Words, as used in As I Lay Perishing, do not often precisely show the impressions or the implications that the character attempts to communicate through them. Therefore, the viewed precision of words lessens and truth becomes more abstract. Words are definite in their tangible form. However, words achieve suggesting just through the individual connotations that are connected to them. As Addie declares, “That was when I discovered that words are no excellent; that words do not ever fit even what they are attempting to state at,” (171 ). Communication in between the characters appears most efficient when words are not used at all, even more stressing the ineffectiveness of words. For example, throughout the conversation in between Dewey Dell and Darl regarding her pregnancy, words are never spoken aloud. This nonverbal discussion not just appears more efficient in conveying its meaning but Dewey Dell likewise expresses that had it been spoken aloud, she would not have actually thought it. This again suggests the fallibility of words. Dewey Dell articulates, “It was then, and then I saw Darl and he knew. He stated he knew without words … and I understood he knew because if he had stated he knew with the words I would not have believed that he had existed and saw us,” (27 ). This evident ineffectiveness of words requires the reader to observe the uncertainty of events in life; events which are based on specific responses to a circumstance instead of a factual meaning.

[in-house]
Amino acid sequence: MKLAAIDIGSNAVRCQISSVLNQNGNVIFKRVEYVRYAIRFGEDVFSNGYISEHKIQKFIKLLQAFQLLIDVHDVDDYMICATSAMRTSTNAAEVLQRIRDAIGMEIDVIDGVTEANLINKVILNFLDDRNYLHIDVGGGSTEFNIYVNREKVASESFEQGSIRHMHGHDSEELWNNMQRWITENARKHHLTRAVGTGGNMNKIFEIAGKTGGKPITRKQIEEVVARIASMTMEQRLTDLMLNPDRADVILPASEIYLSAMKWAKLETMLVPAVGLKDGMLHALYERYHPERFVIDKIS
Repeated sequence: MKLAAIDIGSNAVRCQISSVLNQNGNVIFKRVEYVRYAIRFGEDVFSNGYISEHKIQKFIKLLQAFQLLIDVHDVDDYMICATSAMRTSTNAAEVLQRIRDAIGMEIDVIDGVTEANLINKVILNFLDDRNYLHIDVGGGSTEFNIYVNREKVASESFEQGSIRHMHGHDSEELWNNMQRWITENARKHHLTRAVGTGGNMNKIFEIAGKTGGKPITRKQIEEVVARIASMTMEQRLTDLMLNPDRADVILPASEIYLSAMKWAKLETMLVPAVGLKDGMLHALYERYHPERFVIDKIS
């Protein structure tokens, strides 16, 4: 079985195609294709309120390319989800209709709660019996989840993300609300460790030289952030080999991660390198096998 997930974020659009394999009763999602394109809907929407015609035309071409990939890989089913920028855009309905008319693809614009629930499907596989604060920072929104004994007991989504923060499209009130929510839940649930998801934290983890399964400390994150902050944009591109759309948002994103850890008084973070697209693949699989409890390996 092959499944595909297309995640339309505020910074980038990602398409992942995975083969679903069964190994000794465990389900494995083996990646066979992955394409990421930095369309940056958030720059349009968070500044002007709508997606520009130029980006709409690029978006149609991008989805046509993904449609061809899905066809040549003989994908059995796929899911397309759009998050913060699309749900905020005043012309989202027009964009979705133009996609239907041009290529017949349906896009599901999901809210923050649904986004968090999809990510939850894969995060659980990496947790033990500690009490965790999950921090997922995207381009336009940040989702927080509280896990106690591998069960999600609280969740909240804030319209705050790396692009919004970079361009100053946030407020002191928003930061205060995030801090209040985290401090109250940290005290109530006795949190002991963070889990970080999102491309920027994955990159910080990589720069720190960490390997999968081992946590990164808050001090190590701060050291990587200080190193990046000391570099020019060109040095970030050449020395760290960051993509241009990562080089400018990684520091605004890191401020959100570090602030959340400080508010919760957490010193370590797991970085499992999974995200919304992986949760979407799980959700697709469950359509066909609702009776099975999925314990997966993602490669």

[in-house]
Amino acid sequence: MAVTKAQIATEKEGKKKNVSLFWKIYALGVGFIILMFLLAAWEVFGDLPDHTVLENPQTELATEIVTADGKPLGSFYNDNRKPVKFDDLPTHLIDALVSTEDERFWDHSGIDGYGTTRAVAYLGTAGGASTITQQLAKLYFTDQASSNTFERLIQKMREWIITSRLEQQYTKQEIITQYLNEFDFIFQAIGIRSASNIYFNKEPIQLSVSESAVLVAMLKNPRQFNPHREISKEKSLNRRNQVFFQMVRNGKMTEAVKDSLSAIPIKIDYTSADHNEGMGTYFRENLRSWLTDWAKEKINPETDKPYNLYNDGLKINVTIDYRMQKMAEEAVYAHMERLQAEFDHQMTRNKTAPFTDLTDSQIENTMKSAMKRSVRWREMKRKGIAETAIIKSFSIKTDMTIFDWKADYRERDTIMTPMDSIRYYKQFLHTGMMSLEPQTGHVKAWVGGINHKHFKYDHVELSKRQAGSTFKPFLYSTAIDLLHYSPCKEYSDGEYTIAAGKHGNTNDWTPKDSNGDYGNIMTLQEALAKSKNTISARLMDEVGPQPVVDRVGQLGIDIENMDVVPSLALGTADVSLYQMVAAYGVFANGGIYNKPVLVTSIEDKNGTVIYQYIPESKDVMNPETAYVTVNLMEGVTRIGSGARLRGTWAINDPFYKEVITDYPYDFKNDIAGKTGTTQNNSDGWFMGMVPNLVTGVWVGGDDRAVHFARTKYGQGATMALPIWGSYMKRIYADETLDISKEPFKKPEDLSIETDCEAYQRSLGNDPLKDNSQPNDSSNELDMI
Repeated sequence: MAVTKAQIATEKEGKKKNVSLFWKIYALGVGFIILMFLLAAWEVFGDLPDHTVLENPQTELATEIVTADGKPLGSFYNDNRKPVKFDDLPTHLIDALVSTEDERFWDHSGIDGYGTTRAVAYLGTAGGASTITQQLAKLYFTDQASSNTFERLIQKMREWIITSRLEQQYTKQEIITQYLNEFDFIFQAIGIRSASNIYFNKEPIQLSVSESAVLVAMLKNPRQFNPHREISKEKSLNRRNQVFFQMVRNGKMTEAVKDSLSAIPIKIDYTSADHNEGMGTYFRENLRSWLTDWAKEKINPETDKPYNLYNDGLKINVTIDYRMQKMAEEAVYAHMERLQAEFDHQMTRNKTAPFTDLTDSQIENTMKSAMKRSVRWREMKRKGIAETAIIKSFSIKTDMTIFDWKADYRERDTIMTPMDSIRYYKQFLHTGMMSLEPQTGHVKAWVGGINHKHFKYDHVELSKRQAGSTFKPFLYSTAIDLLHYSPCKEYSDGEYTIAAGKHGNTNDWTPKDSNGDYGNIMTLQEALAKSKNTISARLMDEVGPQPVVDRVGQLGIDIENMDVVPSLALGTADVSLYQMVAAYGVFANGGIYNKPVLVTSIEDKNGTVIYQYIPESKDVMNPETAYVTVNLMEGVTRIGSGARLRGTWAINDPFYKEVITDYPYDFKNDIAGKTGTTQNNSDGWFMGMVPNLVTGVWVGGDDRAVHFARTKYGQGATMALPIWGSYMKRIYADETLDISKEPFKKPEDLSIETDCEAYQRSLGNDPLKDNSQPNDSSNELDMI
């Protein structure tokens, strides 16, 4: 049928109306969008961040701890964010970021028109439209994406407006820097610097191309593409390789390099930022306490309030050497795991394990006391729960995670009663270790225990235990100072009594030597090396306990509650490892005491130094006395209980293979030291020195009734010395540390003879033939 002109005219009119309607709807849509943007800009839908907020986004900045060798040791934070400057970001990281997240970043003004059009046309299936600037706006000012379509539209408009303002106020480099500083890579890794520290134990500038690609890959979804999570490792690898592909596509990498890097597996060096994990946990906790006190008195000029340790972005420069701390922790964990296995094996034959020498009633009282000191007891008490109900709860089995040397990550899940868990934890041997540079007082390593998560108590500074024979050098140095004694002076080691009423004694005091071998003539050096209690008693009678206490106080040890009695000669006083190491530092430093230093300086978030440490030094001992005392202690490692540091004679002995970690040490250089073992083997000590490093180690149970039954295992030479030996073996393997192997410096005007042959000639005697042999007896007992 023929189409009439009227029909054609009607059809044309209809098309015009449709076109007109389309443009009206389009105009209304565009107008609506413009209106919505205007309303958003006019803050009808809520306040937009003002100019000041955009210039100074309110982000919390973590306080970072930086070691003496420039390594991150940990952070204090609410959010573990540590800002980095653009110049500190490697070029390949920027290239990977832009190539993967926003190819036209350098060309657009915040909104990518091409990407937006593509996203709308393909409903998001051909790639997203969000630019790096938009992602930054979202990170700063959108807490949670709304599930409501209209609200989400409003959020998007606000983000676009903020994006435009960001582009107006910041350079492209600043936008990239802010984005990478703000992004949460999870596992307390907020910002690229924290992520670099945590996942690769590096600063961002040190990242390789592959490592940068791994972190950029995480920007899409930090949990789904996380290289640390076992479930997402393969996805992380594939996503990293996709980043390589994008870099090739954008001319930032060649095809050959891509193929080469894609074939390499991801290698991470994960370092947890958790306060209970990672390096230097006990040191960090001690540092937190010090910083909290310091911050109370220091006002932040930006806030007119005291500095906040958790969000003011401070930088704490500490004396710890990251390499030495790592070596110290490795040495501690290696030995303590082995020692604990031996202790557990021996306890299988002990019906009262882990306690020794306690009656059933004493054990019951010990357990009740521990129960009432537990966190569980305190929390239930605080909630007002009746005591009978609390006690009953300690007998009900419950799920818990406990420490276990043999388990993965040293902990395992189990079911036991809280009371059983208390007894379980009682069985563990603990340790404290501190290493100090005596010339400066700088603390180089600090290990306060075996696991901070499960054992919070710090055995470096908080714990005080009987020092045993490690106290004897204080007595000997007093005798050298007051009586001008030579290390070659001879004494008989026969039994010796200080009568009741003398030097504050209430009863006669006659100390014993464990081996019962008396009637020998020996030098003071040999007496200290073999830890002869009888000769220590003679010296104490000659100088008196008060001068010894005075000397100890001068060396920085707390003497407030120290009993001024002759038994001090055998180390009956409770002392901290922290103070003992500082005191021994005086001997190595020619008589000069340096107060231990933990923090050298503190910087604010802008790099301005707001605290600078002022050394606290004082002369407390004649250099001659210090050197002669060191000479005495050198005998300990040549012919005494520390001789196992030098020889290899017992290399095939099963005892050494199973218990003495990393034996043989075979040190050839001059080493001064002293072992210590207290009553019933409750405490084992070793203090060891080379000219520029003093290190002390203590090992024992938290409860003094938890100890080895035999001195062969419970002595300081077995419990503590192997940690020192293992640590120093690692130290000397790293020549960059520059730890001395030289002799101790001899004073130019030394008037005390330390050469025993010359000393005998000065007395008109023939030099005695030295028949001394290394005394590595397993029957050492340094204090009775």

Each character’s different reaction to Addie’s death illustrates Faulkner’s concept of the primacy of the individual. Their words show different responses therefore proving that similar words and comparable occasions have extremely diverse undertones. Vardaman’s failure to cope with the reality of Addie’s death underscores his childish, typically ignorant response, to various occasions. His reaction seems to be the one that is the most out of touch with true truth. He mumbles, “My mom is a fish,” (84) and, “It is cut up into pieces of not-fish now, not-blood on my hands and overalls,” (53 ). He also reacts by rejecting the physical death of his mom by asserting, “My mom is not in the box. My mom does not smell like that. My mom is a fish,” (196 ). While this appears ludicrous, its clarity appears if one observes it in a more philosophical way. Certainly, Addie does not lie in the box, but rather just her body lies in the box. The actual person, her spirit, swam away down the river. He can decline truth and hence his dream becomes his reality. He truly thinks that his mom is a fish and hence questions, “Where is ma Darl? … You never ever got her. You know she is a fish however you let her escape,” (151 ). Darl’s reaction to Addie’s death depends on plain contrast to Vardaman’s when he asserts that, “Addie Bundren will not be. And Gem is, so Addie Bundren must be. And then I need to be, or I could not empty myself for sleep in a weird room. And so if I am not emptied yet, I am is,” (81 ). Vardaman’s response seems far more philosophical and his response remains internalized. His inability to reveal his feelings in words strengthens the primacy of the internal individual instead of the physical world. Anse reacts by denying her disease altogether when he says, “You lay you down and rest you, … I understood you are not ill. You are simply worn out,” (37 ). Finally, Cash has the most physical reaction to Addie’s death. He focuses exclusively on earthly concerns such as his tools and on the mechanics of making the coffin. Money proceeds to explain the building of the casket, the physical way in which he dealt with Addie’s death. He declares, “I made it on a bevel … It makes a neater task,” (82-3). He is the only one of the 3 sons who does not associate Addie with a fictional entity or animal. Darl associates Addie with “is was” (101) and he associates Jewel’s mom with “a horse” (101 ). Lastly, Vardaman associates Addie with “a fish,” (84 ). Cash never enters this conversation and therefore appears more in touch with truth than the other characters. These vastly various responses stress the primacy of the individual over one particular truth through complex responses to the same occasion.